Tim Hudak's name may not carry the same clout it used to, but when the former PC leader attracted the media spotlight last week in his push to facilitate the ride-sharing app Uber, it got the attention of local taxi industry officials.

Hudak says clear, consistent, province-wide rules would encourage more app-based businesses to set up in Ontario, and would put an end to the "guerilla warfare" in some cities over Uber and its impact on local taxi services.

"The province needs to take the lead as opposed to leaving it to municipalities," he said. "Send a signal that we're an economy that is open for innovators, for new ideas, and would take a leading role in supporting technology."

Hudak's private member's bill would also give a green light to new companies like AirBnB and Rover, with apps that let people share their homes or parking spots.

The apps help some people save money and others earn some extra cash, added Hudak.

London taxi spokesman Roger Caranci told Hudak in a conversation Wednesday that both jobs and consumer security are at risk.

"His thoughts are that there are many users. There are many users every day that are using Uber and they should be brought into being a company that provides a service. And my response back to him was there are no safeguards with Uber in the way it operates today. So I think he understood the argument that we were coming from."

Last month, London city council voted to give staff direction to come up with a potential model on how ride sharing licencing might work. It's far from wholesale support of Uber, but it's a step in that direction.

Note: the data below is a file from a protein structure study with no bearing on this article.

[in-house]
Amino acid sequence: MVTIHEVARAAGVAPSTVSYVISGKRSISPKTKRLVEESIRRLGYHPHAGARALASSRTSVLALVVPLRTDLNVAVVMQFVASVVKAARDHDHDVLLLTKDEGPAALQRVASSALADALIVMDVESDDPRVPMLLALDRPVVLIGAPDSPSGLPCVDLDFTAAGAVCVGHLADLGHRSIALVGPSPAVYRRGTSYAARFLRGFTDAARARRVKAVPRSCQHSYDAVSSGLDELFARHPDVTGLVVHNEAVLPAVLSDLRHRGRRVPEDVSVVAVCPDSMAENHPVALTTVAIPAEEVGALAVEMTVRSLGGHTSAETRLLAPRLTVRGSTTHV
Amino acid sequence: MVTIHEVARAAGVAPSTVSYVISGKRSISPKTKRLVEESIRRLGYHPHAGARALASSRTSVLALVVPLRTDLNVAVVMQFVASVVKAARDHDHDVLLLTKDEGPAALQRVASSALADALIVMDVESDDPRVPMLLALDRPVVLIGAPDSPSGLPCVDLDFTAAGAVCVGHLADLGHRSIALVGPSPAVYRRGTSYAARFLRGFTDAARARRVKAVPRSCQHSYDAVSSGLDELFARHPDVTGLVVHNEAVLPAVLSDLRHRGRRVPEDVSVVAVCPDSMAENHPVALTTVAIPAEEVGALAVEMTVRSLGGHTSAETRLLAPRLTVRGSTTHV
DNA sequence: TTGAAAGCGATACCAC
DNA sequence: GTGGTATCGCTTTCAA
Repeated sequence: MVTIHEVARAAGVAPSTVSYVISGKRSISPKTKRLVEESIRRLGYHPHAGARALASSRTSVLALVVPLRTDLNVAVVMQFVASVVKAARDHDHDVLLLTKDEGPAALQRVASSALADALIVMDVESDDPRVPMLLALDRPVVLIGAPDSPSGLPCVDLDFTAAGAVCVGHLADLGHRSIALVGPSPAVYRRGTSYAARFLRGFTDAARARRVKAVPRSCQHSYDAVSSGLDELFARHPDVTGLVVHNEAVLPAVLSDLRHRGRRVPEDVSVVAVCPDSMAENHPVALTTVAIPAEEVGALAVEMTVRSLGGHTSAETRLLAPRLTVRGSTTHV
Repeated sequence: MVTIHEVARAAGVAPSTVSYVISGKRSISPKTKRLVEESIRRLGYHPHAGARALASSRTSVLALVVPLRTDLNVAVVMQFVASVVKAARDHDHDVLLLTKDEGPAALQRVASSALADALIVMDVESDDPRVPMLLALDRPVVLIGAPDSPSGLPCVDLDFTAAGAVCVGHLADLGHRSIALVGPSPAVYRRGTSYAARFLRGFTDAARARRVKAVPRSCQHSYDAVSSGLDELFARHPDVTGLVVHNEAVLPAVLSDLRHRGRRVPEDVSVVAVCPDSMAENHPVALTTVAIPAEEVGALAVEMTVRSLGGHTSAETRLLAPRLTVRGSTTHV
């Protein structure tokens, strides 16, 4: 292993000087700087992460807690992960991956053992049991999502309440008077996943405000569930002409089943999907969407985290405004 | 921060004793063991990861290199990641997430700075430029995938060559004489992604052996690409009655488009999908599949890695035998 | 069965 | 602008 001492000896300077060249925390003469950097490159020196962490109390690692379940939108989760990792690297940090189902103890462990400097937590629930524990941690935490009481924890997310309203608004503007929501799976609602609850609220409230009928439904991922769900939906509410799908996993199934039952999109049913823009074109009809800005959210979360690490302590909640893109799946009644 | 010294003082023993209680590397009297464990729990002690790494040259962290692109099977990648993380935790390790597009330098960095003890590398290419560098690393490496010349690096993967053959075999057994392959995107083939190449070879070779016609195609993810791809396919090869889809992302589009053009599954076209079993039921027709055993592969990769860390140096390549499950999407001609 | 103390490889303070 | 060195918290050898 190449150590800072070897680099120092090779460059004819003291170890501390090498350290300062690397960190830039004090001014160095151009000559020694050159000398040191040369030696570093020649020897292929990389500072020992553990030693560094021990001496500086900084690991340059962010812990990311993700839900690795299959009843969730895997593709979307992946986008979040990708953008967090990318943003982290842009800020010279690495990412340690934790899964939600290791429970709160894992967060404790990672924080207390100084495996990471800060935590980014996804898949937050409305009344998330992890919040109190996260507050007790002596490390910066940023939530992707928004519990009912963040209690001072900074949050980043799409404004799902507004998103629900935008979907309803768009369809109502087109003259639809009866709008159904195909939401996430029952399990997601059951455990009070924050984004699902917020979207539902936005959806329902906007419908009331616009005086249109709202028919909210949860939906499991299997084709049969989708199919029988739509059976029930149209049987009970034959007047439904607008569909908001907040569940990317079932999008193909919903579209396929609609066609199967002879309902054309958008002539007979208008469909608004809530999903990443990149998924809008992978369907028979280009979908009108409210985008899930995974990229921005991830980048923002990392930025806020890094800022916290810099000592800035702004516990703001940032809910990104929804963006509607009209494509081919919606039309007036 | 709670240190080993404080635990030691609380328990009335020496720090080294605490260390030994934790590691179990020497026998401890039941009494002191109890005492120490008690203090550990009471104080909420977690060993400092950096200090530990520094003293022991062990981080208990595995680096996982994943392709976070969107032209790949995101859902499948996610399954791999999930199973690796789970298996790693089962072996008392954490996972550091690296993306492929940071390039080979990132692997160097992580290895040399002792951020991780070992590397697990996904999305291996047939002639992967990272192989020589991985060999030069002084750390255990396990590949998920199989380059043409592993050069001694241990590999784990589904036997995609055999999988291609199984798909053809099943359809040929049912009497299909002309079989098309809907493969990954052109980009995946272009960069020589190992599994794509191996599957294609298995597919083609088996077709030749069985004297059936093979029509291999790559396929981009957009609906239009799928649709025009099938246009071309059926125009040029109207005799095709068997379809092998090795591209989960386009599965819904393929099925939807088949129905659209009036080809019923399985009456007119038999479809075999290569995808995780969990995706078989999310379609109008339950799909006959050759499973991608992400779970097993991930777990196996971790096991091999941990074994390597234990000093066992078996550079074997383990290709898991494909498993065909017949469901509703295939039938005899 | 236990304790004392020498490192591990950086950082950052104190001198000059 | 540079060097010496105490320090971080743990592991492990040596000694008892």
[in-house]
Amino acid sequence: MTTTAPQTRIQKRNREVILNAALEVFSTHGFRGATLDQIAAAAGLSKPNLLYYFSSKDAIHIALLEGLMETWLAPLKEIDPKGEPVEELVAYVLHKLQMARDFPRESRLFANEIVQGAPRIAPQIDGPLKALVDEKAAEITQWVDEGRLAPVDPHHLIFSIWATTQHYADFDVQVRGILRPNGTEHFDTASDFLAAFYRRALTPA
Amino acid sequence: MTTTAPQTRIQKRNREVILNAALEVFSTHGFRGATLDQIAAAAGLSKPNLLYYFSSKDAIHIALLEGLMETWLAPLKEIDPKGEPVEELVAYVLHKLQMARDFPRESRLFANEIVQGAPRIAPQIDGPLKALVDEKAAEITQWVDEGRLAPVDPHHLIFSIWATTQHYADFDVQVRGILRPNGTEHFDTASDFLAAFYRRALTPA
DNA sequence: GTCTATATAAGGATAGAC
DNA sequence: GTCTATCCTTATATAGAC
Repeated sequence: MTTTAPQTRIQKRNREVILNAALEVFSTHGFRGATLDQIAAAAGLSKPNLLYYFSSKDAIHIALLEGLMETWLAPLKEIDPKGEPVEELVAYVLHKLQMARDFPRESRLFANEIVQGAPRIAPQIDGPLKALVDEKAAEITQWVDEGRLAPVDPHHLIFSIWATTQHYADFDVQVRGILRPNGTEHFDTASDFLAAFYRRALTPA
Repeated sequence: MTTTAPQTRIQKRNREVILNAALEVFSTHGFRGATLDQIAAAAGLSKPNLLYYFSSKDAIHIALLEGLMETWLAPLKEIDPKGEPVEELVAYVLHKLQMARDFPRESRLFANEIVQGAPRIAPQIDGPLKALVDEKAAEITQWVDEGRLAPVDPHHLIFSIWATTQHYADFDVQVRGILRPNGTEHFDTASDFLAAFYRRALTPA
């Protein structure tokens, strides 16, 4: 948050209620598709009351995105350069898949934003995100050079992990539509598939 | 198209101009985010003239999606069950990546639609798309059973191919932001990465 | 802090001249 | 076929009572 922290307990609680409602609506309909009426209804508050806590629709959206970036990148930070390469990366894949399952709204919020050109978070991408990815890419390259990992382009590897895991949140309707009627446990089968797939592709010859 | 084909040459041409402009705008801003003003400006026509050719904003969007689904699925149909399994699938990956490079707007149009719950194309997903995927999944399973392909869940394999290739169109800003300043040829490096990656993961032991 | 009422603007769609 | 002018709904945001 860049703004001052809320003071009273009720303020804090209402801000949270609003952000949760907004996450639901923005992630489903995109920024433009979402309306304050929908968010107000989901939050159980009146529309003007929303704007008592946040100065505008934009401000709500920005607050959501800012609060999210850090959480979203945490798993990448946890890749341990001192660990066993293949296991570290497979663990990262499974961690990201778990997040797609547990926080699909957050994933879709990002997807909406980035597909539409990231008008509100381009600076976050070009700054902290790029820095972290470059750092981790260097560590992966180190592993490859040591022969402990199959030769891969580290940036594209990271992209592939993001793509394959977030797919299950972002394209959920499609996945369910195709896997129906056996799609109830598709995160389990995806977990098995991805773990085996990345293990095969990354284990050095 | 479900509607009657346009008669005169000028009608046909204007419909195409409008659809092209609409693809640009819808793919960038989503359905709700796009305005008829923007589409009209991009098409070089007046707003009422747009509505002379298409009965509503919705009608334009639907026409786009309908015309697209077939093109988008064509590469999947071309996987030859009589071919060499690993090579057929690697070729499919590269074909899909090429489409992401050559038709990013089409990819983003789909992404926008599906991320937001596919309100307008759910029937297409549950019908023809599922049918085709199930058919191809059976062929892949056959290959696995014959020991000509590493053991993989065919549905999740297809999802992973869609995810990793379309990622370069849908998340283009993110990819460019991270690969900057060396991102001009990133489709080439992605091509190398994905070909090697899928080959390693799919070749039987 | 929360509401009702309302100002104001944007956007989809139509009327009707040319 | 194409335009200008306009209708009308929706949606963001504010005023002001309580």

While some city councillors may not share Hudak's enthusiasm for Uber, that doesn't necessarily mean they are opposed to province-wide regulations.

Part of the the dilemma is how far they should go in establishing local rules, before they get thrown out the window by provincial legislation.

"Local municipalities might care about the level of accessible vehicles available. Our local bylaws allow us to set those levels to a certain degree now, so as provincial legislation is considered in this area, it's always important to note that there are unique circumstances that municipalities have," says London Councillor Josh Morgan.

CTV technology analyst Carmi Levy says government legislation or not, consumers will drive change.

"As hard as it is to admit, Uber is coming. You might not like it, you might not like the changes that it brings to the transportation industry, but this is a new technology and as we've seen in so many other industries, eventually the app, the technology, the web services, the website will win," he says.

Hudak's private members bill is scheduled for debate October 29th.